social media

How Social Media Can Affect Personal Injury Claims

Incriminating social media posts often have an impact on court decisions, unbeknownst to the claimant at the time of posting. In a 2014 study, Pew Research Center found that 74 percent of adult internet users also used social media, a number that has since grown. Many of these individuals like to frequently share their thoughts or feelings about something that happened to them over Facebook and other social media outlets, which can also be the case following an injury in an accident. However, these posts can negatively affect personal injury claims if claimants aren’t careful.

How Social Media Can Be Evidence for the Defense

People filing personal injury claims seek compensation for damages associated with the injury such as medical expenses, along with noneconomic damages including physical and emotional pain resulting from the injury.

To receive compensation, the person injured must be able to support claims with medical experts, specialists, and witnesses. Even innocent Social media posts can seriously cause negative impressions of the serious nature of the injured person’s medical condition.

For example, someone could claim that they suffered from an injury so severe that it hindered activities they enjoyed, such as biking. On the contrary, the defense discovers a post from the user following the date of the incident that shows photographic evidence of a bike ride, showing that the injury didn’t hinder their physical activities. This can effectively convince the jury or Judge to decide that the claimant isn’t entitled to compensation based on the evidence.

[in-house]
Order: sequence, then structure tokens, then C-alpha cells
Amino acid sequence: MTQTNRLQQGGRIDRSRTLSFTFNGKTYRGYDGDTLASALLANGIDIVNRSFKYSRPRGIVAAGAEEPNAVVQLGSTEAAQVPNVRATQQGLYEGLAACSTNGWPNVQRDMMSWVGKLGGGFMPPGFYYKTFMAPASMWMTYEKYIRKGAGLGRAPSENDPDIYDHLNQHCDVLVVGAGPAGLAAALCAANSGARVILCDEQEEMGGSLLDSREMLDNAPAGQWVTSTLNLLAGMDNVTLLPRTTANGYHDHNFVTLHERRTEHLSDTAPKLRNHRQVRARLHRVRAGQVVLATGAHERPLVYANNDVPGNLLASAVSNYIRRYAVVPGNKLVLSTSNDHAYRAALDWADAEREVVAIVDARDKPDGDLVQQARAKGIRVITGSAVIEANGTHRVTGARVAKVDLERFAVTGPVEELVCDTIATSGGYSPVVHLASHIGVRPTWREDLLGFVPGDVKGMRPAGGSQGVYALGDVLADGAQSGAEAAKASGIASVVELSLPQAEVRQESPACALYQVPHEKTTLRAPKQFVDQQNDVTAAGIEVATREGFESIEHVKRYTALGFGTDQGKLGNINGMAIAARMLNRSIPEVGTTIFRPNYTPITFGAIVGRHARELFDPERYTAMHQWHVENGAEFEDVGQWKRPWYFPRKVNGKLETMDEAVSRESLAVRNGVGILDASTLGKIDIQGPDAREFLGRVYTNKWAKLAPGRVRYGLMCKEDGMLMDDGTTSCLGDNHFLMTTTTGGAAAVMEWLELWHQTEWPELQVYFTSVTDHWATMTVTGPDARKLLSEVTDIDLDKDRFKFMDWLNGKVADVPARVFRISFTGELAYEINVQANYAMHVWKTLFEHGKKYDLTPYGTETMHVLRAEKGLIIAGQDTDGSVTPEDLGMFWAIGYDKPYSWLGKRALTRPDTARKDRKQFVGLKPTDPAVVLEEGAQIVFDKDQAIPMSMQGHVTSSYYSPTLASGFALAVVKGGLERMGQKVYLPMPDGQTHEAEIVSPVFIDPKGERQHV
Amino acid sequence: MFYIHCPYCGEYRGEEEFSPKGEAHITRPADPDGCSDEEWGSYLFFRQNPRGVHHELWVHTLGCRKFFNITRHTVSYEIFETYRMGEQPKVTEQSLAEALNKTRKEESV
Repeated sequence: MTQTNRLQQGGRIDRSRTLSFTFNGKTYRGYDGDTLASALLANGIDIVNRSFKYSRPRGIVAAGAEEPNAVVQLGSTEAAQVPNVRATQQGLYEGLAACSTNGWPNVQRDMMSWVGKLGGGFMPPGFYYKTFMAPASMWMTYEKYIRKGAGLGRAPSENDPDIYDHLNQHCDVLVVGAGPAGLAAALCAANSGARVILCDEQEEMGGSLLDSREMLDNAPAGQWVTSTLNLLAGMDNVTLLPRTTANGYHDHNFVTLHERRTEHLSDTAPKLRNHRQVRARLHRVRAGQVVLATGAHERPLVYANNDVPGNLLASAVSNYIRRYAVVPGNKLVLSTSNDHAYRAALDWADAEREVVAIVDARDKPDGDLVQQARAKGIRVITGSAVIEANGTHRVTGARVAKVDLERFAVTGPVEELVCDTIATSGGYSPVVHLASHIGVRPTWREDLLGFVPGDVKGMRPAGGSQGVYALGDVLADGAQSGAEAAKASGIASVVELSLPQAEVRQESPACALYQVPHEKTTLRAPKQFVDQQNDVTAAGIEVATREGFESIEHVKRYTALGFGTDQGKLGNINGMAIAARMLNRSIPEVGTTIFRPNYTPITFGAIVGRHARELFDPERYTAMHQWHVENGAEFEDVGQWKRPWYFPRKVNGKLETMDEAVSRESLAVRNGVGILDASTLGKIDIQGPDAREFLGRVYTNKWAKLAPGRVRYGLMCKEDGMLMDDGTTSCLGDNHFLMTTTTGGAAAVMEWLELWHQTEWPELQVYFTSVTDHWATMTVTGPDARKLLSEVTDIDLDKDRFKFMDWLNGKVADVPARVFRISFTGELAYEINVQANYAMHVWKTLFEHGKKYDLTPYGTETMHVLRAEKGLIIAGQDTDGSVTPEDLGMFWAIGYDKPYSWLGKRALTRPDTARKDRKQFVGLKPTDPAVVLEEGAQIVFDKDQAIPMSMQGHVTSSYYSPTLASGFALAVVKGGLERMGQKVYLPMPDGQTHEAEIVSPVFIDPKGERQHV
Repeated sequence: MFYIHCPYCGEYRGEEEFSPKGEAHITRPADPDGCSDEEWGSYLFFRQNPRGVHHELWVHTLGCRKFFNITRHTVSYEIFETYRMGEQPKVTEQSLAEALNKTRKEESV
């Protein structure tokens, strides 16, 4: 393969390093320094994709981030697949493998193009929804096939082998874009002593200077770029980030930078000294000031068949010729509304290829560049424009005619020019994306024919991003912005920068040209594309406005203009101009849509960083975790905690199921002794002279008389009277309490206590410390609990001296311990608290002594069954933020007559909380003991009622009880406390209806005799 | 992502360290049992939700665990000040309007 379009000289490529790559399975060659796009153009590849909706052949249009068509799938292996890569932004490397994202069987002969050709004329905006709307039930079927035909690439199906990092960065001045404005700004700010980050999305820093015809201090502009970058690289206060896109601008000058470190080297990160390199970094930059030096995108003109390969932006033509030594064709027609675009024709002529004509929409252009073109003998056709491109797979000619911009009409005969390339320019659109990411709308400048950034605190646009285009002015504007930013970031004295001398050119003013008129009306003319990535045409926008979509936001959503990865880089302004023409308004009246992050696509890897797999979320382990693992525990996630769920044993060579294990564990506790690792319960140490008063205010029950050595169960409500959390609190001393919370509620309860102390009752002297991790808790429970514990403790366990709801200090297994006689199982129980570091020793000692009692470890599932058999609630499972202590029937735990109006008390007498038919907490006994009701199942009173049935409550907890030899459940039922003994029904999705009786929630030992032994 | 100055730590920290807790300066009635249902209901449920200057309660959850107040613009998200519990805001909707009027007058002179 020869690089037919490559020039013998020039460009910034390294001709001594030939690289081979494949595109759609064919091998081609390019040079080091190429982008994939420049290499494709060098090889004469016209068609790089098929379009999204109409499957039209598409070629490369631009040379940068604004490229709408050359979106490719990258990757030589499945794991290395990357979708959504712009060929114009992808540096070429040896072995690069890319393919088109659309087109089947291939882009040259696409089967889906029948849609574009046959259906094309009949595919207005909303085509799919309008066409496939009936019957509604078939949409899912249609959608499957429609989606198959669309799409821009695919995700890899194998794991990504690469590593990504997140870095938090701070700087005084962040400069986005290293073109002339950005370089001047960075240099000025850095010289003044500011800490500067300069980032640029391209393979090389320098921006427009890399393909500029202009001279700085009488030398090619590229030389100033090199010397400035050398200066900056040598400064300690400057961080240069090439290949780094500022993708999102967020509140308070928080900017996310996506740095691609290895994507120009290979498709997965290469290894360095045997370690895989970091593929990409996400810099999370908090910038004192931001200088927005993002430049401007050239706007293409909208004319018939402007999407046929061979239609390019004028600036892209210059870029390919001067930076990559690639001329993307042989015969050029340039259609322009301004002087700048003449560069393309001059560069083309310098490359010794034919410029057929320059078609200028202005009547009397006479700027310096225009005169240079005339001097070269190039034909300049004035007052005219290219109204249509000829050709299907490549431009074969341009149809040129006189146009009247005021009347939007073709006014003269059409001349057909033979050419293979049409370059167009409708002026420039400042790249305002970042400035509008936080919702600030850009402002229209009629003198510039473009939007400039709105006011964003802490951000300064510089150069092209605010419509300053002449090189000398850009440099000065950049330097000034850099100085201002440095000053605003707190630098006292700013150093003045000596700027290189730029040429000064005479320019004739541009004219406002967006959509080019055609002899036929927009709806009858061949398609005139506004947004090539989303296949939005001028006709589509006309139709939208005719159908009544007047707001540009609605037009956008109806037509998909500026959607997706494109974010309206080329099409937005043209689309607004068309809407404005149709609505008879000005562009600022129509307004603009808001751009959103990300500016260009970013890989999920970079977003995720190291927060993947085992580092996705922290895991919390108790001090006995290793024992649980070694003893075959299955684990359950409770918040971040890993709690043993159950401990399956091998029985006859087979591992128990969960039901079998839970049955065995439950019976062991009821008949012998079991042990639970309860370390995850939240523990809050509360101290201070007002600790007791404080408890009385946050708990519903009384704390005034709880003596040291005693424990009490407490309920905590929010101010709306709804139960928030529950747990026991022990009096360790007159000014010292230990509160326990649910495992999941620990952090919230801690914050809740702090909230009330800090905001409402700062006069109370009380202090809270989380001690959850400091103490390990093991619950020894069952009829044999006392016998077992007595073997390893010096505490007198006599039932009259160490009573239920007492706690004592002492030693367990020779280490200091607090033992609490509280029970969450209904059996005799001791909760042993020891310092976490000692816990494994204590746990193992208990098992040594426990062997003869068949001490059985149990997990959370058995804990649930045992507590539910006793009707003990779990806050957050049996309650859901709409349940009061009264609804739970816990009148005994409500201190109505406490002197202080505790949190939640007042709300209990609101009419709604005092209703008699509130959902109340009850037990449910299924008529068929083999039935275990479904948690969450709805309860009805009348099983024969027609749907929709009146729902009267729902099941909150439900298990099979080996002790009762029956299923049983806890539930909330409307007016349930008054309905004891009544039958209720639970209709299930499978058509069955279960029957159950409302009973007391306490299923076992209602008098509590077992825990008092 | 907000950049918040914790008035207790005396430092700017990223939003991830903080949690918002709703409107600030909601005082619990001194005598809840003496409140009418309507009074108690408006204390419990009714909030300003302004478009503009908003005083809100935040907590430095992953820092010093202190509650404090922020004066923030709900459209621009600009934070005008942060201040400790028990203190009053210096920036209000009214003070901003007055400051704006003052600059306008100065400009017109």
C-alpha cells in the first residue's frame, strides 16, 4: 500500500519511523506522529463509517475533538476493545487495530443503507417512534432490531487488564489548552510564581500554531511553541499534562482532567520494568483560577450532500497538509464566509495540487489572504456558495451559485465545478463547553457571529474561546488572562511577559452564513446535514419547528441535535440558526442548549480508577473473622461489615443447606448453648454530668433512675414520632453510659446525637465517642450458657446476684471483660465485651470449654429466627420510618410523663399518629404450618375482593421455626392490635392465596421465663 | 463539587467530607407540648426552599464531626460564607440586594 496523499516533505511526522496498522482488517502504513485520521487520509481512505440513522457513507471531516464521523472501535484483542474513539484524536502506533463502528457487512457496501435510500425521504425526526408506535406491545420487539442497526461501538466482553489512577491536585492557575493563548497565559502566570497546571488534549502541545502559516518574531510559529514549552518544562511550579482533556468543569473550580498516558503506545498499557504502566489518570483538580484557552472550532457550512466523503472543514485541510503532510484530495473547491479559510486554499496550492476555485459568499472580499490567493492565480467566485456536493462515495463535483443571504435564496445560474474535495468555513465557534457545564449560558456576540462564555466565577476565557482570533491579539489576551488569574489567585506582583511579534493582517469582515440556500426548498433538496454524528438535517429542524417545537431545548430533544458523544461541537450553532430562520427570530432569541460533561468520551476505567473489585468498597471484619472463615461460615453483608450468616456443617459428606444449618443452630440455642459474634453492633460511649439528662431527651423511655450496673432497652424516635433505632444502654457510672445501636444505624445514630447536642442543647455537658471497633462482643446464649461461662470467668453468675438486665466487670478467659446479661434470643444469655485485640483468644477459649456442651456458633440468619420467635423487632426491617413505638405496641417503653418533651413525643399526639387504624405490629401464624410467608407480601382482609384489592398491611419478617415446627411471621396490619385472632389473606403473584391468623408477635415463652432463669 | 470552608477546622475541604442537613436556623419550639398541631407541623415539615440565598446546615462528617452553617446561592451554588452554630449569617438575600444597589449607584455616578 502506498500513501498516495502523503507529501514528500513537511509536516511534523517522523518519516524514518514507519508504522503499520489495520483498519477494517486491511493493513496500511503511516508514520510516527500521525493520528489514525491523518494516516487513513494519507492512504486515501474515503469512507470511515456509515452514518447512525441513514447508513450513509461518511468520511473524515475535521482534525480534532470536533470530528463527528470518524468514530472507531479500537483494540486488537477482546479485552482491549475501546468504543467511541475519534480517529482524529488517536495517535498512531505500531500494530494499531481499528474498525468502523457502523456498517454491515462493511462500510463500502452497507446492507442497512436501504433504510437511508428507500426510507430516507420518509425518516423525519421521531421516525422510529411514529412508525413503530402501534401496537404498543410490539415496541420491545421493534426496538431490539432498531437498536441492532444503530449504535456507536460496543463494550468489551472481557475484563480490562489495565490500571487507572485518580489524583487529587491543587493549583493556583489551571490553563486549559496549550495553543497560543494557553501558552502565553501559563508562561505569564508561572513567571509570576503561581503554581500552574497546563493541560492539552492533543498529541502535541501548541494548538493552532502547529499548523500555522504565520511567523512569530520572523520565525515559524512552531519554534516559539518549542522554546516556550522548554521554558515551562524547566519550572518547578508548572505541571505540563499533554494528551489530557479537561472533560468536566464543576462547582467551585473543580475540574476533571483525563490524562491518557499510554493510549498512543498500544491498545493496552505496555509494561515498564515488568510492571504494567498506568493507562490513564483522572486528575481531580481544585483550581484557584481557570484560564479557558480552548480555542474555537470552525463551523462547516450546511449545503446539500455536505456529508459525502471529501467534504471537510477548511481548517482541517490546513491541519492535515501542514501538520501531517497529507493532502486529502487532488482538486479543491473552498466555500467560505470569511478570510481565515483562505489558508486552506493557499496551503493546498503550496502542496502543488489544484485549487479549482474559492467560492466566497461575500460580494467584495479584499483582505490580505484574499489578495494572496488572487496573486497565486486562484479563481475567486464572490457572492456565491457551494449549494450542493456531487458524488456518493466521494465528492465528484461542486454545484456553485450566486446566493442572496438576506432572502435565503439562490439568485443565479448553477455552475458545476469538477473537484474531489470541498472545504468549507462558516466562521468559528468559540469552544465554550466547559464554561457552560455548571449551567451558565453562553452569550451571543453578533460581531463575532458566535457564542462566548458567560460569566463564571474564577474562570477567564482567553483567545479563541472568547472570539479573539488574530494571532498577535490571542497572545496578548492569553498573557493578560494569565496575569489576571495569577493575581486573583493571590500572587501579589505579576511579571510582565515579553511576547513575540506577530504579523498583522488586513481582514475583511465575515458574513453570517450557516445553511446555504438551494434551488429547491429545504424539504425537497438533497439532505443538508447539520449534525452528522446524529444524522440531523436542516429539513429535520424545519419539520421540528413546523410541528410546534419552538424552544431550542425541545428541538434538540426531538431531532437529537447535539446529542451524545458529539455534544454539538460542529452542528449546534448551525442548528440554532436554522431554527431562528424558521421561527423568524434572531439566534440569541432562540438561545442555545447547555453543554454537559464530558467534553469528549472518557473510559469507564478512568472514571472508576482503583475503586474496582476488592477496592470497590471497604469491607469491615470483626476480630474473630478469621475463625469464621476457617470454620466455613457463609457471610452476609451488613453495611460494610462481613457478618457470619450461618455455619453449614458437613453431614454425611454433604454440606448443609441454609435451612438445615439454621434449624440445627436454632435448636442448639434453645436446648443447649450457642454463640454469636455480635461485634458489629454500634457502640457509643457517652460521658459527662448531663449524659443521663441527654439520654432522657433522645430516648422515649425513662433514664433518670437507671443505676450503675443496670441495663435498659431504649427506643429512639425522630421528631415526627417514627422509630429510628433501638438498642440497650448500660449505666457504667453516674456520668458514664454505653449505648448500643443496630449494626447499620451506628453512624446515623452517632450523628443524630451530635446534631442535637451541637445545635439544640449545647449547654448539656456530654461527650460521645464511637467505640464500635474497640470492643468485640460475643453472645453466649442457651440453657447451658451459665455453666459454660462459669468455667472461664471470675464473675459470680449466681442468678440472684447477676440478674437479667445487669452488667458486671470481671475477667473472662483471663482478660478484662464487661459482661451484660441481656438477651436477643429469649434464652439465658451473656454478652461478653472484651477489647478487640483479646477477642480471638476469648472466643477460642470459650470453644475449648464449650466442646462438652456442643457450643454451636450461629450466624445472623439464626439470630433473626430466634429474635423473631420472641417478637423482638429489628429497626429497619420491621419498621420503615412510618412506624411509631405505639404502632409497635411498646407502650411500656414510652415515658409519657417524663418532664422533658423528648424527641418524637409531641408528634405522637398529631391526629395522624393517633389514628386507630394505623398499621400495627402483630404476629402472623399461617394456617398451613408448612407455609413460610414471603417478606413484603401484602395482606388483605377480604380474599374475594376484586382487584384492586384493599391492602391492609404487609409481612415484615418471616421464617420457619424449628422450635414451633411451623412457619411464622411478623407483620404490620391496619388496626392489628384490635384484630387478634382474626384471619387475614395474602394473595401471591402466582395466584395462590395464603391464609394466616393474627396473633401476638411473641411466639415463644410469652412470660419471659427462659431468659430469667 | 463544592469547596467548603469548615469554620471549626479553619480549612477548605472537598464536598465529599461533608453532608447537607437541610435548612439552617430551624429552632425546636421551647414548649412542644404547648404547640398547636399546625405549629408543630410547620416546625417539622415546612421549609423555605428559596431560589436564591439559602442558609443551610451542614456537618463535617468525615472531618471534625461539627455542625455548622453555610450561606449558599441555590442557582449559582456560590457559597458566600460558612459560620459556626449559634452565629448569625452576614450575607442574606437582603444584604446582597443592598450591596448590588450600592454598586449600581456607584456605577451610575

Social Media as Evidence to Disprove Emotional Distress

Along with physical pain, many people involved in accidents often also suffer from emotional pain. Claimants may experience loss of enjoyment in life, depression, anxiety, and many other types of emotional distress. Social media posts can either support these claims or disprove them.

Defense teams are capable of viewing all public posts to determine if the claimant is displaying emotional distress, and will look for any type of evidence that suggests they’re exaggerating or plainly lying about their emotional condition. While all private messages require consent or warrants for third parties to access, everything posted publicly can be used against claimants.

The best way to avoid letting social media posts negatively impact personal injury claims is to just not post any Social media information about the facts of how the injury occurred or your medical condition. A reliable personal injury lawyer can also assist with claims and provide additional advice regarding social media.